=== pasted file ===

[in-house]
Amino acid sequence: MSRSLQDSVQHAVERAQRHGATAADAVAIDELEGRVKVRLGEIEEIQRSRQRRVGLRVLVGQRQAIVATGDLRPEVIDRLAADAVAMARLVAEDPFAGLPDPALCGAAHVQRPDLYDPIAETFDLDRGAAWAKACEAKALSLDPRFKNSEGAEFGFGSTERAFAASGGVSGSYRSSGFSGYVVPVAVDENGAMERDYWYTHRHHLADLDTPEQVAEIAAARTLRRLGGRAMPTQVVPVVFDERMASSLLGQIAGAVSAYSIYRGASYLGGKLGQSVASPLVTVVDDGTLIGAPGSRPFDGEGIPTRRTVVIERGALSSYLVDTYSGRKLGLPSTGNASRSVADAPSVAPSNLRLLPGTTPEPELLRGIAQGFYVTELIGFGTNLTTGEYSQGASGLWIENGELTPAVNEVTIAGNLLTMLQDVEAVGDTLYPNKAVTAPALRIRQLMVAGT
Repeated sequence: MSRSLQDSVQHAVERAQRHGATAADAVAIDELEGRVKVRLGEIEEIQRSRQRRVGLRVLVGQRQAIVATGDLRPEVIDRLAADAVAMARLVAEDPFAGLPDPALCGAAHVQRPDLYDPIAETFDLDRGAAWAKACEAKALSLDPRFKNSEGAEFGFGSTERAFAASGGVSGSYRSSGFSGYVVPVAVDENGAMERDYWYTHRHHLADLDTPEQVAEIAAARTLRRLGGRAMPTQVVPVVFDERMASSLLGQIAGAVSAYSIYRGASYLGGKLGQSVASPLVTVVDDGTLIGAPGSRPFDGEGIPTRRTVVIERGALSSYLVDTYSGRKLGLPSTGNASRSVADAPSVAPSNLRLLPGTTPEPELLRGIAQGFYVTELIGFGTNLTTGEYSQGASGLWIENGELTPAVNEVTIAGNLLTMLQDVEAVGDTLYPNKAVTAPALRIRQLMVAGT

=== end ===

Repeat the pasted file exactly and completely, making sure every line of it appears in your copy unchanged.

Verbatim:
[in-house]
Amino acid sequence: MSRSLQDSVQHAVERAQRHGATAADAVAIDELEGRVKVRLGEIEEIQRSRQRRVGLRVLVGQRQAIVATGDLRPEVIDRLAADAVAMARLVAEDPFAGLPDPALCGAAHVQRPDLYDPIAETFDLDRGAAWAKACEAKALSLDPRFKNSEGAEFGFGSTERAFAASGGVSGSYRSSGFSGYVVPVAVDENGAMERDYWYTHRHHLADLDTPEQVAEIAAARTLRRLGGRAMPTQVVPVVFDERMASSLLGQIAGAVSAYSIYRGASYLGGKLGQSVASPLVTVVDDGTLIGAPGSRPFDGEGIPTRRTVVIERGALSSYLVDTYSGRKLGLPSTGNASRSVADAPSVAPSNLRLLPGTTPEPELLRGIAQGFYVTELIGFGTNLTTGEYSQGASGLWIENGELTPAVNEVTIAGNLLTMLQDVEAVGDTLYPNKAVTAPALRIRQLMVAGT
Repeated sequence: MSRSLQDSVQHAVERAQRHGATAADAVAIDELEGRVKVRLGEIEEIQRSRQRRVGLRVLVGQRQAIVATGDLRPEVIDRLAADAVAMARLVAEDPFAGLPDPALCGAAHVQRPDLYDPIAETFDLDRGAAWAKACEAKALSLDPRFKNSEGAEFGFGSTERAFAASGGVSGSYRSSGFSGYVVPVAVDENGAMERDYWYTHRHHLADLDTPEQVAEIAAARTLRRLGGRAMPTQVVPVVFDERMASSLLGQIAGAVSAYSIYRGASYLGGKLGQSVASPLVTVVDDGTLIGAPGSRPFDGEGIPTRRTVVIERGALSSYLVDTYSGRKLGLPSTGNASRSVADAPSVAPSNLRLLPGTTPEPELLRGIAQGFYVTELIGFGTNLTTGEYSQGASGLWIENGELTPAVNEVTIAGNLLTMLQDVEAVGDTLYPNKAVTAPALRIRQLMVAGT